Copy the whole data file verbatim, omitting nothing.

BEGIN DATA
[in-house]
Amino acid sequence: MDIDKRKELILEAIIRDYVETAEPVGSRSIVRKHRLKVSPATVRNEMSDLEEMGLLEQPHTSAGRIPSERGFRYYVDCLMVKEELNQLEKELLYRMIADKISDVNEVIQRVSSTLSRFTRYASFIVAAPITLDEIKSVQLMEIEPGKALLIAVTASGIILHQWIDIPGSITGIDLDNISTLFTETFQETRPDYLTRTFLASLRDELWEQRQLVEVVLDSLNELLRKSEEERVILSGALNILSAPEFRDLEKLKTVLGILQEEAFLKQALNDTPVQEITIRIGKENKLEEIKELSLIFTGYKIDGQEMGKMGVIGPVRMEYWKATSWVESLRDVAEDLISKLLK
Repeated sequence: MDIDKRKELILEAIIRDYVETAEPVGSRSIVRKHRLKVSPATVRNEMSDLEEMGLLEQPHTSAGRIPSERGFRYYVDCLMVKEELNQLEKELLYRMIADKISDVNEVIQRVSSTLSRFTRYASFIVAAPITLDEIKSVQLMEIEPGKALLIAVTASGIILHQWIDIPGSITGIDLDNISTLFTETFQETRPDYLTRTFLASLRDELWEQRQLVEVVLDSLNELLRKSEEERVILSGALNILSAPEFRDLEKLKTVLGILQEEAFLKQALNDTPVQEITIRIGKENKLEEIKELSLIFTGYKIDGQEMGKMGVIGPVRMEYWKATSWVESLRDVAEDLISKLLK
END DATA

[in-house]
Amino acid sequence: MDIDKRKELILEAIIRDYVETAEPVGSRSIVRKHRLKVSPATVRNEMSDLEEMGLLEQPHTSAGRIPSERGFRYYVDCLMVKEELNQLEKELLYRMIADKISDVNEVIQRVSSTLSRFTRYASFIVAAPITLDEIKSVQLMEIEPGKALLIAVTASGIILHQWIDIPGSITGIDLDNISTLFTETFQETRPDYLTRTFLASLRDELWEQRQLVEVVLDSLNELLRKSEEERVILSGALNILSAPEFRDLEKLKTVLGILQEEAFLKQALNDTPVQEITIRIGKENKLEEIKELSLIFTGYKIDGQEMGKMGVIGPVRMEYWKATSWVESLRDVAEDLISKLLK
Repeated sequence: MDIDKRKELILEAIIRDYVETAEPVGSRSIVRKHRLKVSPATVRNEMSDLEEMGLLEQPHTSAGRIPSERGFRYYVDCLMVKEELNQLEKELLYRMIADKISDVNEVIQRVSSTLSRFTRYASFIVAAPITLDEIKSVQLMEIEPGKALLIAVTASGIILHQWIDIPGSITGIDLDNISTLFTETFQETRPDYLTRTFLASLRDELWEQRQLVEVVLDSLNELLRKSEEERVILSGALNILSAPEFRDLEKLKTVLGILQEEAFLKQALNDTPVQEITIRIGKENKLEEIKELSLIFTGYKIDGQEMGKMGVIGPVRMEYWKATSWVESLRDVAEDLISKLLK